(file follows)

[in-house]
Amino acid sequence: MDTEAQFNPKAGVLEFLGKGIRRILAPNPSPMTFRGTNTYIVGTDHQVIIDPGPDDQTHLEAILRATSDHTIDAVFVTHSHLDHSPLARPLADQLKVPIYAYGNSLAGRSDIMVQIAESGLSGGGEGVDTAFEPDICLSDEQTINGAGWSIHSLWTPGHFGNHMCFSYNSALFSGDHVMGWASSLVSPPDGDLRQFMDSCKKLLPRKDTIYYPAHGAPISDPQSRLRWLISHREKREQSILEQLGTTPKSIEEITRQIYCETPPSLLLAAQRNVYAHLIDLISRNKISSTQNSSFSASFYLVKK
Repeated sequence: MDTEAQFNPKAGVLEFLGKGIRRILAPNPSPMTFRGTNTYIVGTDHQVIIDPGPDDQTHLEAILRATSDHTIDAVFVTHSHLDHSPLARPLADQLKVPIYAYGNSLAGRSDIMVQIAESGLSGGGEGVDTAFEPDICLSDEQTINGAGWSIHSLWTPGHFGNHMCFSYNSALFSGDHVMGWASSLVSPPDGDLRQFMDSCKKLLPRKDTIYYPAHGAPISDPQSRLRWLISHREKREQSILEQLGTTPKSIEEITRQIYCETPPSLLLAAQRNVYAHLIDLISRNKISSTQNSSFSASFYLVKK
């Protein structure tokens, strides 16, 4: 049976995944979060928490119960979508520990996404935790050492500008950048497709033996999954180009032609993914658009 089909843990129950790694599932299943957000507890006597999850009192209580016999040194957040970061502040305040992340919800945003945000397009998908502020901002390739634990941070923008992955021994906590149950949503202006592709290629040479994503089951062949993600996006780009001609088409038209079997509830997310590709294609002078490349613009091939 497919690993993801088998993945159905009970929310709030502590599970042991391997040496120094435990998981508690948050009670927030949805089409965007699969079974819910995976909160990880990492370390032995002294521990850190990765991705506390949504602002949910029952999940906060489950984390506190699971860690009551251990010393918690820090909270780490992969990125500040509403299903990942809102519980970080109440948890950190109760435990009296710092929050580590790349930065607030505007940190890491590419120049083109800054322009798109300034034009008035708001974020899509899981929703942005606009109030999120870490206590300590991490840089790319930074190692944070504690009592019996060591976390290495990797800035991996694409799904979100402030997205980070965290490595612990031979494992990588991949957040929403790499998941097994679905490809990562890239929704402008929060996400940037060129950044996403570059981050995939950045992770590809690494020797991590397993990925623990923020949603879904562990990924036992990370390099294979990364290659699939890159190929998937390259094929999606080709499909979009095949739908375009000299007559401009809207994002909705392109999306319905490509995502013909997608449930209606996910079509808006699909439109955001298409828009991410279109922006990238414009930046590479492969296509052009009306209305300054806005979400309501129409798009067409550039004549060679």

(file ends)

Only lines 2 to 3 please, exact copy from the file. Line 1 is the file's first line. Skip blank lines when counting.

Amino acid sequence: MDTEAQFNPKAGVLEFLGKGIRRILAPNPSPMTFRGTNTYIVGTDHQVIIDPGPDDQTHLEAILRATSDHTIDAVFVTHSHLDHSPLARPLADQLKVPIYAYGNSLAGRSDIMVQIAESGLSGGGEGVDTAFEPDICLSDEQTINGAGWSIHSLWTPGHFGNHMCFSYNSALFSGDHVMGWASSLVSPPDGDLRQFMDSCKKLLPRKDTIYYPAHGAPISDPQSRLRWLISHREKREQSILEQLGTTPKSIEEITRQIYCETPPSLLLAAQRNVYAHLIDLISRNKISSTQNSSFSASFYLVKK
Repeated sequence: MDTEAQFNPKAGVLEFLGKGIRRILAPNPSPMTFRGTNTYIVGTDHQVIIDPGPDDQTHLEAILRATSDHTIDAVFVTHSHLDHSPLARPLADQLKVPIYAYGNSLAGRSDIMVQIAESGLSGGGEGVDTAFEPDICLSDEQTINGAGWSIHSLWTPGHFGNHMCFSYNSALFSGDHVMGWASSLVSPPDGDLRQFMDSCKKLLPRKDTIYYPAHGAPISDPQSRLRWLISHREKREQSILEQLGTTPKSIEEITRQIYCETPPSLLLAAQRNVYAHLIDLISRNKISSTQNSSFSASFYLVKK